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Vermont State University Interim President Recommends Significant Program Cuts

Vermont State University (VTSU) should end 10 degree programs and cut approximately 20-33 faculty positions, Interim President Mike Smith suggested in an Oct. 2 draft report.Vermont State UniversityVermont State University

Smith’s recommendations – he advises that the school cut programs such as agriculture, music, forestry, climate change science, arts, and school psychology – also include that VTSU should combine 13 degree programs and move 11 among the school’s campuses, according to VTSU. These changes – they would start Fall 2024 – would not affect current students in the programs.

The programs recommended for termination currently enroll 77 students, Smith said. His suggested changes would remove 20-33 full-time faculty positions. VTSU plans to present a buyout program for faculty to potentially avoid layoffs, the report said.

Smith called VTSU’s program offerings – too many with too few students enrolled – financially unsustainable, given that the school ended this past fiscal year with a $22 million deficit.

“None of this is easy, and I recognize that impacted faculty will have a period of transition ahead of them,” Smith wrote in the report. “What we are doing with these recommendations is confronting our pressures head on — not running from them — and forging a path to address each and every one of them either through steps to obtain fiscal sustainability, strategic plan for admissions, or a student success model to keep students engaged in academic life.”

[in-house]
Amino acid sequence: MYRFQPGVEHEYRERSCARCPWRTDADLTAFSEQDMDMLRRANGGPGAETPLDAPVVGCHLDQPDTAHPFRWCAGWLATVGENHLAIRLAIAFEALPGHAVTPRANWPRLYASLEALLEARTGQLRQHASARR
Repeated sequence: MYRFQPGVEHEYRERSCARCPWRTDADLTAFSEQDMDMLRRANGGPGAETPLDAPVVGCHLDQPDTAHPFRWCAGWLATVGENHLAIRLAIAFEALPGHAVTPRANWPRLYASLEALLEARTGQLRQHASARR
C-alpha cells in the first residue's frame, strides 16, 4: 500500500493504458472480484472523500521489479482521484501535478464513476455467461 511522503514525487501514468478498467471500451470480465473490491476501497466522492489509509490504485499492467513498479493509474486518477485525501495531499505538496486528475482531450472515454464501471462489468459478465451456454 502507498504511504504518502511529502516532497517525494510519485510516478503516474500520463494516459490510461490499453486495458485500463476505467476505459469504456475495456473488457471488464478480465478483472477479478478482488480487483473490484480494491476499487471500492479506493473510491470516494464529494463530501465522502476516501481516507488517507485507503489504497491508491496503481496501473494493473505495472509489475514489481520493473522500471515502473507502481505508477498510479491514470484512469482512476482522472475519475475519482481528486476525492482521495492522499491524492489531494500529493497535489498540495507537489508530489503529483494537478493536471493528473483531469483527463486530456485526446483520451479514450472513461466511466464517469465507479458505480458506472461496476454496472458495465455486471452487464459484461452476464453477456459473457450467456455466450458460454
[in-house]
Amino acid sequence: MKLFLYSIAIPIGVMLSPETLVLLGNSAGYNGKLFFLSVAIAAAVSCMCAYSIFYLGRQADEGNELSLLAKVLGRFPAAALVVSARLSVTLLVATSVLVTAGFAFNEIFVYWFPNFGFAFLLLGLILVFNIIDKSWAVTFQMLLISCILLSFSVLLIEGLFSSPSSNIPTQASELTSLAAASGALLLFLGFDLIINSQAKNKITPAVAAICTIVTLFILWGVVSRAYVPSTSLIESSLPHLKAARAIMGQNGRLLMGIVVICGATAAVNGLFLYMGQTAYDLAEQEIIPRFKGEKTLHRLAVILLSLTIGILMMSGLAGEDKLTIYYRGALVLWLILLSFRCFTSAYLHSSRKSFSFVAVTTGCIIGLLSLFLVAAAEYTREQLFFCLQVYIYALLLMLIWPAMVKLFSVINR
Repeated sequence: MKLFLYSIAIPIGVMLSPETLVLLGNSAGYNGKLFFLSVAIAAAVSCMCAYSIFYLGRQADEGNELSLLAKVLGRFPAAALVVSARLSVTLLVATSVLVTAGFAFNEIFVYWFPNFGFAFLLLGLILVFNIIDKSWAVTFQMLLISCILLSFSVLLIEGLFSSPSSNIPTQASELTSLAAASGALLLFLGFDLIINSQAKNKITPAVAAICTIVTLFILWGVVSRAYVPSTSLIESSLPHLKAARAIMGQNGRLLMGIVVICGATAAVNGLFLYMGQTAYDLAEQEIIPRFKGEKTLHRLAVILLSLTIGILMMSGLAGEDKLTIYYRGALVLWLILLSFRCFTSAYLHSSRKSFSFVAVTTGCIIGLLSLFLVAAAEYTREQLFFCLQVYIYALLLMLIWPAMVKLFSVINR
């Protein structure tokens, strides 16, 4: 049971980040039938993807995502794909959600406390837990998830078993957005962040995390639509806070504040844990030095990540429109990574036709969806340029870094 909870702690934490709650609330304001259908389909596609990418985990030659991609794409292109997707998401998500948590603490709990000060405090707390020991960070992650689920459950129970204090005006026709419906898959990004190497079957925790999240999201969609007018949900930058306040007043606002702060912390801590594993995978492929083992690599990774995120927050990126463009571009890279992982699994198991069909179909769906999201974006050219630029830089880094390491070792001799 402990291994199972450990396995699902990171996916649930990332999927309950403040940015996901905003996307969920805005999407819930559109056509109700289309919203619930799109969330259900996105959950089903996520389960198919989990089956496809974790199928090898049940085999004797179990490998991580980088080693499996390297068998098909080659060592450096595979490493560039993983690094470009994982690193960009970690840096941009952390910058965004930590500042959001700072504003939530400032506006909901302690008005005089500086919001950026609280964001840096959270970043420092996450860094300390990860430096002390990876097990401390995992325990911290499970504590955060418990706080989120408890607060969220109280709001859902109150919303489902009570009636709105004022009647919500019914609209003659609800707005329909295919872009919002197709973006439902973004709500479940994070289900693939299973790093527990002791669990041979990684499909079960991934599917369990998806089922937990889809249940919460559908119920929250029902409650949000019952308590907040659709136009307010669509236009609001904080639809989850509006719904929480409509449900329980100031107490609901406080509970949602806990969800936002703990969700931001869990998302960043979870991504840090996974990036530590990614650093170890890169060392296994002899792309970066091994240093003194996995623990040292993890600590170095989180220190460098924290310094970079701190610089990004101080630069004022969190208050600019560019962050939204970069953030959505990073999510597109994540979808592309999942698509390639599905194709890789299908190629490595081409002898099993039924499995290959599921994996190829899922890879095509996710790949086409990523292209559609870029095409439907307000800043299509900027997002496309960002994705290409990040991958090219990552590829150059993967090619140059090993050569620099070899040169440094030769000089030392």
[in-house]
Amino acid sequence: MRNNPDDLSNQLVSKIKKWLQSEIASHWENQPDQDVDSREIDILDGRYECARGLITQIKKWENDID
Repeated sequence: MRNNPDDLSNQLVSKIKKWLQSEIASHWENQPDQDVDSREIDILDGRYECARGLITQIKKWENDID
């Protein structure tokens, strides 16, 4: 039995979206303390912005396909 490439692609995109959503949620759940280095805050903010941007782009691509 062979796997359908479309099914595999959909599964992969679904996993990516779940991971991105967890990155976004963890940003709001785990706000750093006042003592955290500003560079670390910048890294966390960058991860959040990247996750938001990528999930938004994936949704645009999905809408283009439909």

“I think that there needs to be a lot of explanation still about why the proposal is making the recommendations that it is,” said Dr. Linda Olson, a sociology professor who represents VTSU faculty for the American Federation of Teachers (AFT). “And also, more importantly, what data they’re basing it on.”

Though Smith suggests ending the agriculture degree program, VTSU’s new Center for Agriculture and Food Entrepreneurship may resume that education in another form, the report said. And climate change science could instead be incorporated as a concentration into an atmospheric sciences degree.

“Please know that I strongly agree that administrative costs of the university must be optimized and reduced as well,” Smith said. “With this first set of recommendations out the door I will now turn my attention to administrative costs, releasing a recommendation before my departure at the end of the month.”

 

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